Cross my heart and hope to die

Discussion in 'All Languages' started by 810senior, Apr 8, 2015.

  1. 810senior

    810senior Senior Member

    I think most of languages have the phrase you would say when you make a promise and vow not to break it.

    In English:
    Cross my heart and hope to die, stick a needle in my eye (I know this quote came from the poem, right?)

    In Japanese:
    指きりげんまん嘘ついたら針千本飲ます yubikiri genman uso tsuitara hari senbon nomasu
    Have our fingers crossed, punch you ten thousand times, when you lie, let you swallow thousand needles.

    What about it in your language?
    Last edited: Apr 8, 2015
  2. apmoy70

    apmoy70 Senior Member

    In Greek:

    «Να πέσει φωτιά να με κάψει» [na ˈpesi foˈtça na me ˈkapsi] --> fire to fall (from above) and char me

    «Φιλάω Σταυρό» [fiˈla.o staˈvro] --> kiss the cross

    «Μάρτυς μου ο Θεός» [ˈmartis mu o θeˈos] --> God is my witness

    Ancient Greeks vowed to deities:

    «Νὴ (τόν) Δία» nḕ (tón) Díă --> by (the) Zeus; «νὴ (τόν) Ἀπόλλω» nḕ (tón) Ăpóllō --> by (the) Apollo etc.
    «Νὴ» nḕ is a particle of strong affirmation that when used with the name of the deity in accusative, invokes divinity. Correponds with Latin nē, really, perhaps from PIE *(h₁e)no-, that one.
  3. DearPrudence

    DearPrudence Dépêche Mod (AL mod)

    French (lower Normandy)
  4. rusita preciosa

    rusita preciosa Modus forendi

    USA (Φιλαδέλφεια)
    Russian (Moscow)
    зуб даю /zub daiu/- I swear on my tooth (lit. I give my tooth)
    голову даю на отсечение /golovu daiu na otsechenie/- I swear on my head (lit., I give my head for cutting off)
    чтоб мне сдохнуть /tchtob mne sdokhnut/ - I swear on my life (lit., for me to croak)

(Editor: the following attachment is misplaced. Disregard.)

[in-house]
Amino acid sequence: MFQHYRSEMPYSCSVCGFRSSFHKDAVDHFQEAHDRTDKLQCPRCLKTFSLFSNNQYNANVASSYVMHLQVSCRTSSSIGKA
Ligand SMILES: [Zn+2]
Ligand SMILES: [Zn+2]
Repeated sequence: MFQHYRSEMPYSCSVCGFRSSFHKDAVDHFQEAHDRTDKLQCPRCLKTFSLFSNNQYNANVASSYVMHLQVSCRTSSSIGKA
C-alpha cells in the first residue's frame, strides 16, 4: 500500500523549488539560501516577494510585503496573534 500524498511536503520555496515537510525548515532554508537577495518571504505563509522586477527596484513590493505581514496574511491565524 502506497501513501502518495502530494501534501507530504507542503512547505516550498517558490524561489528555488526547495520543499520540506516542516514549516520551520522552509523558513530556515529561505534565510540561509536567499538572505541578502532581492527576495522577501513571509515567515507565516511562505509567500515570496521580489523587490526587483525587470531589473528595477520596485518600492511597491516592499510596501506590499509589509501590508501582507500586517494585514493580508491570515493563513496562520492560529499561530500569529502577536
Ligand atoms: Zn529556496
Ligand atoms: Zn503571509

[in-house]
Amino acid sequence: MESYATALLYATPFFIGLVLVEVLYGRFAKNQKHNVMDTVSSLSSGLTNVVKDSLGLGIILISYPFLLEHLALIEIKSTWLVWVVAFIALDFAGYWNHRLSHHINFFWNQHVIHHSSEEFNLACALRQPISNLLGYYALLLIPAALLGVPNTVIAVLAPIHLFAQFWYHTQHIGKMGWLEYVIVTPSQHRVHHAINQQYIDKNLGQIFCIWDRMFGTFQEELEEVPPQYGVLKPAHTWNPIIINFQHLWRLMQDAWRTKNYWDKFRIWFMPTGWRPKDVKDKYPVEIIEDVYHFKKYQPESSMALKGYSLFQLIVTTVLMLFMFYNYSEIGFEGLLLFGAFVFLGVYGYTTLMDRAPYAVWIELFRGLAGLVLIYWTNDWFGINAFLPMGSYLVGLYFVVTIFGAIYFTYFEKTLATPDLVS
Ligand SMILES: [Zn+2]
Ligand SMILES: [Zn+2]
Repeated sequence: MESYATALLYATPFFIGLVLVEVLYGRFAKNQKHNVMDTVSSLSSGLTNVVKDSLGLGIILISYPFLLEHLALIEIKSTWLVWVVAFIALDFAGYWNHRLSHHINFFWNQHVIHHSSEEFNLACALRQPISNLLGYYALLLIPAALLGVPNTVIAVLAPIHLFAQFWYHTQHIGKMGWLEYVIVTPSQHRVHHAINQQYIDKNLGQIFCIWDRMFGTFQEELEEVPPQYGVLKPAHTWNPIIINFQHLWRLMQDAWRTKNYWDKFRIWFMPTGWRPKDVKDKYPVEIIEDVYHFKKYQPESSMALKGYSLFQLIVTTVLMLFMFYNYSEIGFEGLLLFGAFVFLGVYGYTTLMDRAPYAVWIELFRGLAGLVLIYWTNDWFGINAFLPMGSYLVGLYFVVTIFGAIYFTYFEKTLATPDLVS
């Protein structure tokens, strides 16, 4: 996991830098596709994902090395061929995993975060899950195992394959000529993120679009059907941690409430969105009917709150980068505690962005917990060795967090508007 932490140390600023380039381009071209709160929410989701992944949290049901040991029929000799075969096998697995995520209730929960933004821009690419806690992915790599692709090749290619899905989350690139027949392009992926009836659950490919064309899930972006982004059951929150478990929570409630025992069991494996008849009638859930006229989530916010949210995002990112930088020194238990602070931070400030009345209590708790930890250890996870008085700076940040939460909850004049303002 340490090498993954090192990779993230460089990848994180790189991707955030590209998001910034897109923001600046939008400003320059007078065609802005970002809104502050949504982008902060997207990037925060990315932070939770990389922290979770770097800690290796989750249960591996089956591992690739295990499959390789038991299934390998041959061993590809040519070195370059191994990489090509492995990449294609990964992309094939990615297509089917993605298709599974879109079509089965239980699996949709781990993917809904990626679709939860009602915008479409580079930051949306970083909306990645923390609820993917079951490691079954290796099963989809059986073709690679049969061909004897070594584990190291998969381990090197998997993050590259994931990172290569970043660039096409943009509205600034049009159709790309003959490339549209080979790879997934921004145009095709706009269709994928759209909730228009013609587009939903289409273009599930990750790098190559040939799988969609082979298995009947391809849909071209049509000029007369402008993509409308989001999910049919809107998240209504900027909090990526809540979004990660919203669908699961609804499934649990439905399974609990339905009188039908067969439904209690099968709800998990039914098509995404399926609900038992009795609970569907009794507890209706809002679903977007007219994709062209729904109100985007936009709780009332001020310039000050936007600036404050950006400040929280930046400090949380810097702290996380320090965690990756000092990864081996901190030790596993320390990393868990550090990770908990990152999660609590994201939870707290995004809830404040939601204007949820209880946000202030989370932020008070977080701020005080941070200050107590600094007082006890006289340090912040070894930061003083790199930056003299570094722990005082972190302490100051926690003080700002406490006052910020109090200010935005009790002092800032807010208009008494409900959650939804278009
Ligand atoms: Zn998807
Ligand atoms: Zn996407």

5. Ghabi

    Ghabi AL/OL/Ar/Zh mod

    Hong Kong
    It's not exactly used for swearing, but there's a rhyming saying in Cantonese (often used by a parent to admonish a child):

    講大話甩大牙 gong2 daai6waa6 lat1 daai6(ng)aa4 "tell big-words; fall big-teeth"

    "Big-words" mean "lies" in Cantonese (but da4hua4 means "bragging; boasting" in Mandarin, a pair of false friends), and "big-teeth" mean "molars": "You'll lose your molars if you tell lies!"
    Last edited: Apr 13, 2015
  6. Encolpius

    Encolpius Senior Member

    Context? Just because I think it is mainly a scout promise or what....Czechs, French have the same...I cannot recall any Hungarian kids promise now
    But if you just want to hear a type of promise used by adults here you go:

    Hungarian -- Isten bizony! Becsszó! Ez a színtiszta igazság!
  7. ilocas2 Banned

    I must say that in Czech there is not the saying provided in the post #3 for French, I didn't find any ocurrence with those crosses except few translations of some French texts.
    Last edited: Apr 9, 2015
  8. ger4 Senior Member

    It's quite strange but I can't think of any similar expression in German either (I'll keep thinking though...)
  9. 810senior

    810senior Senior Member

    Thanks for lots of replies!
    I thought this type of vow phrase would be everywhere in the world so I need to take it back.

    Either way I'd like to add extra information to Japanese.
    We say this phrase as if we sang it in the case you make a promise with someone, so below are whole sentence and literal translation (it's so brutal in some points...):
    >Yubikiri gemman, uso tsuitara, hari senbon nomasu zo, yubi kitta
    Cutting a finger, punching you ten thousand times, when you lied, I let you swallow thousand needles, we've cut a finger

    to cut a finger refers to make a promise(the act of having each finger crossed) and we've cut a finger expresses itself that the promise has been made.
    Of course, we don't cut any finger actually.
  10. mataripis

    mataripis Senior Member

    Yes.there is a need to revive it.I forgot the translation in Tagalog but I am not sure if other ethnic groups have the words of Honor to tell this.Tagalog folks have short phrase- maasahan mo ako.

Share This Page